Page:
Repository URL http://info.lib.uh.edu/about/campus-libraries-collections/special-collections
Use and Reproduction Educational use only, no other permissions given. Copyright to this resource is held by the content creator, author, artist or other entity, and is provided here for educational purposes only. It may not be reproduced or distributed in any format without written permission of the copyright owner. For more information please see UH Digital Library Fair Use policy on the UH Digital Library About page.
File Name index.cpd
Item Description
Title Page 21
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File Name femin_201109_547at.jpg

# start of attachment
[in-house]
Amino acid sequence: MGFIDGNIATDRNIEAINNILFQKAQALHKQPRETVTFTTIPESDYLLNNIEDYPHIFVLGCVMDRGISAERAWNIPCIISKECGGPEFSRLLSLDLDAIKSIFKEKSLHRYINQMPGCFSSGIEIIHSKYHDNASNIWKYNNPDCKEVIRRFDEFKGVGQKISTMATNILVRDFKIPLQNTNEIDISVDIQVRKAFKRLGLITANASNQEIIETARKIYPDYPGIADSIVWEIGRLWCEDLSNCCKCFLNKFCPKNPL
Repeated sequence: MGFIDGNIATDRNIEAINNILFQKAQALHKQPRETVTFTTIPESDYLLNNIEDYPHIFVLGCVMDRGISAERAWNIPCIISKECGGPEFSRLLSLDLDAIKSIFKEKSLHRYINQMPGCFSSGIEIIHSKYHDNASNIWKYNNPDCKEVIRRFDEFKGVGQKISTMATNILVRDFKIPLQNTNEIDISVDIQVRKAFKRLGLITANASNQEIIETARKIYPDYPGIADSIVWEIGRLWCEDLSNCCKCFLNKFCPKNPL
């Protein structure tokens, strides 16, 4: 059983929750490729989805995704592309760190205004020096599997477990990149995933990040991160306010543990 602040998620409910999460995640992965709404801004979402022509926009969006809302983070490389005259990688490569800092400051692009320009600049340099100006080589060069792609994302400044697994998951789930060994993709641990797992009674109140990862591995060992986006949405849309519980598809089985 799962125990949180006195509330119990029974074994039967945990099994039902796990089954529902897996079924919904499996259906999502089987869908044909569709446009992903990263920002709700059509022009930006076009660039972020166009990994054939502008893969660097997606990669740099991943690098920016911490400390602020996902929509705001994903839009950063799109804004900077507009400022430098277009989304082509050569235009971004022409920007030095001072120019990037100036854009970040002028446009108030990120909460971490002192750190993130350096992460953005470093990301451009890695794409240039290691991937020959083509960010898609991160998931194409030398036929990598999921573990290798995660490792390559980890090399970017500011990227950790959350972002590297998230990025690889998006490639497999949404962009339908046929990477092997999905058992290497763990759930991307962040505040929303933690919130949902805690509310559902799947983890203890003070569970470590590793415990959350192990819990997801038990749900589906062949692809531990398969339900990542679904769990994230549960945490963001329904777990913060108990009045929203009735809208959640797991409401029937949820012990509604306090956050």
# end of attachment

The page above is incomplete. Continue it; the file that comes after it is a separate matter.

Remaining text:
Transcript women's best country*" long history of involvement in women's sports. WPBL franchises were offered in cities and states where it was felt women's basketball had a chance to establish itself as a legitimate sports attraction rather than a novelty. The Angel franchise was purchased for about $50,000 by a general partnership of Houston businessmen led by Hugh Sweeney. Sweeney is assisted by his friend and business associate, Dick McDowell, a staff member with the Houston Astros for a number of years. Now running his own business, McDowell volunteered to help with ticket distribution for the Angels and now finds himself increasingly involved with the team. He is obviously proud of the Angels and boasts that the whole WPBL is a soundly conceived, well- run organization with an excellent chance to succeed. According to McDowell, the league is financially stable, the prime requisite for any professional sport. Iowa, Chicago, Milwaukee and Minnesota make up the Mid-west Division of the league, while Houston, New York, New Jersey and Dayton comprise the Eastern Division. The Angels are the only southern team in the league and there are no plans to change that situation in the near future although the league does plan to expand next year, adding a four-team West Coast Division. As is the case with all professional leagues, New York City's is considered the "key"team. That is, it is hoped that a team based in New York City will generate enough interest and attention to give the league marketability across the rest of the country. In the WPBL, however, it may be that Houston will become the "key" city as media response to the Angels has far exceeded the expectations of any women's sports follower in Houston. Game results are regularly reported on radio and television sports programs, occasional film highlights are featured on the ten o'clock TV news, and the city's two major newspapers carry Angels results right along with other local basketball coverage. Much of the credit for this belongs to the team and to Knodel and Williams. But someone had to get the sportswriters ana cameras out to the games in the first place and much of the credit for that must go to McDowell who acts as a press secretary and whose enthusiasm about the Angels is infectious. The WPBL got off the ground in New York last September with a college and free agent draft. At the time of the draft only three women were nationally known in basketball. Free agent and former Women's SuperStars competitor Karen Logan had received national exposure by way of the CBS program, Challenge of the Sexes when she soundly defeated her NBA op ponent in the playground game known as "horse." Also well known through coverage of their collegiate and Olympic careers were UCLA's Ann Meyers and Delta State's Lucy Harris. Meyers is considered by some experts to be the finest guard in the country. Harris led Delta State to a national collegiate title in her senior year and was the leading scorer for the U. S. silver medalist 1976 Olympic team. With his franchise barely three days old, Sweeney attended the draft and came home with the rights to both Meyers and Harris, only to have Meyers decide to retain her amateur status in hopes of playing on the 1980 Olympic team. Harris was another story. As McDowell says, "Coach Knodel was the first coach ever to lose his star center to pregnancy." Houston's failure to sign either of its top draft picks for this season may have been a blessing in disguise. The Angels currently lead the league and of their four solid starters, only center Belinda Candler was a draft pick. High-scoring forward Chapman was chosen at a free-agent try- out camp, as was guard Aulenbacher. Mayo, the power forward, is a former track star who came to the Angels just before the season started when ex-Houston Oiler Ernie Ladd called Sweeney and requested that Mayo be given a chance to try out for the team. Mayo, a graduate of Grambling was "just sitting at home wanting to play basketball." She talked with her high school coach, who knew Ladd, and the necessary arrangements were made. Although Mayo had never played organized basketball before her junior year at Grambling, she did get a lot of sand-lot experience playing in the back yard with her 10 brothers and sisters in Lake Charles, Louisiana. Much has been written about the glamour of being a professional athlete but little is said about the bleaker aspects of this life. The Angels are almost unanimous in thier dislike of the amount of travel involved in their schedule. League rules require an out-of-town team to arrive for an away game at least 24 hours prior to the start of the game. As Mayo says, "That leaves a lot of time for just walking around." Neither do the Angels have any "fat- cat" contracts to make life a little easier. The average salary in the league is between $3,000 and $4,000 for a six-month season—although some Angels earn a good deal more than that-and most of the Angels have signed three-year contracts. They practice daily, with the exception of game days and, because basketball takes up so much of their time, the majority of the team members have had to seek employment outside their professions. "Rush, rush, rush. I'm always rushing. Rush to my 30-minute lunch hour. Rush home after work. Then I have ten min- Angels' guard Karen Aulenbacher successfully blocks Iowa's attempt at a basket. utes to eat before leaving for practice," says Bubrig. Also, the women complain that their family and social lives are sharply curtailed. Although many parents and friends drive hundreds of miles for games, most of the games are far from home and the players miss their families and fans. A group of local men are the team's official cheerleaders, called the Guardian Angels. Led by Ron Coleman, an All- American Cheerleader at the University of Houston, the Guardian Angels were introduced to inspire publicity like that received by cheerleaders for the National Football League this season. The Angels are almost certain to make the WPBL playoffs in April and by that time everyone in Houston will be jumping on the bandwagon. Until then they have two home games in February—including a very important one against Dayton February 14 in the Summit—five home games in March, and one in April. That leaves a lot of time to get out and get to know the Angels and the great game of basketball that they play. You won't be sorry. The Houston Angels No. Player Position Height 33 Patty Bubrig G 5-8 24 Belinda Candler C 5-11 22 Vicky Chapman F 5-11 45 Pat Johnson F 5-11 23 Belinda Jones G 5-7 11 Karen Aulenbacher G 5-8 25 Gail Dobson F 5-9 20 Glenda Holleyman G 5-10 40 Jessie Kenlaw F 5-10 14 Dollie Mosley F 5-9 15 Cynthia Washington G 5-7 10 Paula Mayo C 5-11 Remaining Home Games Wed. February 14 Dayton Rockettes Sun. March 11 Chicago Hustle Tues.. March 13 Iowa Cornets Thur. March 15 New Jersey Gems Sun. March 18 New York Stars " Sun. March 25 Dayton Rockettes Tues. March 27 New Jersey Gems Tues. April 3 Minnesota Fillies For ticket information, call 781-5085. February, 1979 21 Houston Breakthrough